Tuition going up at University of Colorado
The Denver Post
Boulder, CO Colorado
BOULDER, Colorado “-University of Colorado students and their parents will have to dig deeper next year to afford the cost of a diploma.
The CU Board of Regents on Tuesday voted to increase the cost of tuition, room and board and other fees for campuses in Boulder, Colorado Springs and Denver.
At Boulder, undergraduate tuition will rise 3.9 percent for residents, and 5 percent for nonresidents. Colorado Springs undergraduates who are residents will pay an extra 5 percent, and nonresidents an additional 2 percent.
In-state tuition will increase less than 2 percent for both residents and nonresidents at the Denver campus.
The fee increases will hike the cost of a year at CU, including room and board, fees and tuition, by as much as 6.8 percent.
Colorado Springs in-state undergraduate students will pay between a 4.6 and 4.7 percent increase, and at Denver the resident undergraduate costs will climb between 3.6 percent and 4.9 percent.
The tuition hike is the third in three years. CU raised its in-state tuition 14.6 percent for the 2007-08 school year and 9.3 percent for 2008-09.
Regents voted 8-1 for the tuition increase and 7-1 for the fee increases, with Tom Lucero voting against both. Regent James Geddes abstained on the fee-increase vote.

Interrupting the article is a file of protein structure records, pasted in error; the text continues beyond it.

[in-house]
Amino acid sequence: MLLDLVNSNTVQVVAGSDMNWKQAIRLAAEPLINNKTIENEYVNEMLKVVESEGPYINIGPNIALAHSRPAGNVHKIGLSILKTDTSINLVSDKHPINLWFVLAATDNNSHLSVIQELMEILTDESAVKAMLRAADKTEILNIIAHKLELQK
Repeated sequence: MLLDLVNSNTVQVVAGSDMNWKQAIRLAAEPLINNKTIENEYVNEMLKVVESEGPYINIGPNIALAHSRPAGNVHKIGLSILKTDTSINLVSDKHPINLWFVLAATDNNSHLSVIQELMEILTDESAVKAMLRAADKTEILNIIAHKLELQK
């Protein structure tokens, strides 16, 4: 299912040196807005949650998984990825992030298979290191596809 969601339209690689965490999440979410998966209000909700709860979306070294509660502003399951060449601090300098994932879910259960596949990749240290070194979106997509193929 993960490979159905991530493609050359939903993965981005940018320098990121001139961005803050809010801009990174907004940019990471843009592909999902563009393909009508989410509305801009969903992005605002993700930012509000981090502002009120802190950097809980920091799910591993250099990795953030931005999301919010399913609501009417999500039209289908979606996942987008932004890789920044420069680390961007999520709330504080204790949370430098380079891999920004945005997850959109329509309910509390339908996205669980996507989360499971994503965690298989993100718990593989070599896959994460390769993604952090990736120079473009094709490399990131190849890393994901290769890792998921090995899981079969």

Lucero told fellow board members he opposed an increase at a time when the economy is poor and jobs scarce.
“I just believe that this is the wrong time to be raising tuition,” he said.
A depressed economy was on Jessica McAllister’s mind when she returned to CU for a master’s degree last year. McAllister, 24, who graduated in 2006 with a degree in communications, couldn’t get a job in the field and had to settle for working as an administrative assistant.
“I wanted to start fresh,” she said, speaking on the sun-splashed Auraria campus. The latest bump in tuition will hurt, she said. “It will just be more accumulation of loans.”
Geddes, too, made note of the economic downturn, which led to a $50 million decline in state funding to the university system that required $29 million in budget cuts for the 2009-10 school year.
an opportunity to develop land at the edge of town, within eyesight of Interstate 70, has town officials excited about the potential for a long-lasting revenue infusion.